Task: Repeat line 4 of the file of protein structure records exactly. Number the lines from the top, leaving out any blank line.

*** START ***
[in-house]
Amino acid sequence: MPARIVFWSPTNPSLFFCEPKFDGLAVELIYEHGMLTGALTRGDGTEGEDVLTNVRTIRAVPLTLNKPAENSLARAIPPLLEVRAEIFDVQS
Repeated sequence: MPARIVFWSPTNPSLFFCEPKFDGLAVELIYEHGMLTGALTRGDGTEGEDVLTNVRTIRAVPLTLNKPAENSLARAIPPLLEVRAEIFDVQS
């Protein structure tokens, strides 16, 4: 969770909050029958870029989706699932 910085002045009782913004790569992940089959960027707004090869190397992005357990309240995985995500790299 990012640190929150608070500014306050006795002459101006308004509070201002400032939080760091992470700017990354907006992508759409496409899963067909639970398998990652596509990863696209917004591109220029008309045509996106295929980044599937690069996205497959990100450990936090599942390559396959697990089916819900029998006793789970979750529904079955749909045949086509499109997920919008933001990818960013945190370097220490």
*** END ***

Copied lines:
């Protein structure tokens, strides 16, 4: 969770909050029958870029989706699932 910085002045009782913004790569992940089959960027707004090869190397992005357990309240995985995500790299 990012640190929150608070500014306050006795002459101006308004509070201002400032939080760091992470700017990354907006992508759409496409899963067909639970398998990652596509990863696209917004591109220029008309045509996106295929980044599937690069996205497959990100450990936090599942390559396959697990089916819900029998006793789970979750529904079955749909045949086509499109997920919008933001990818960013945190370097220490």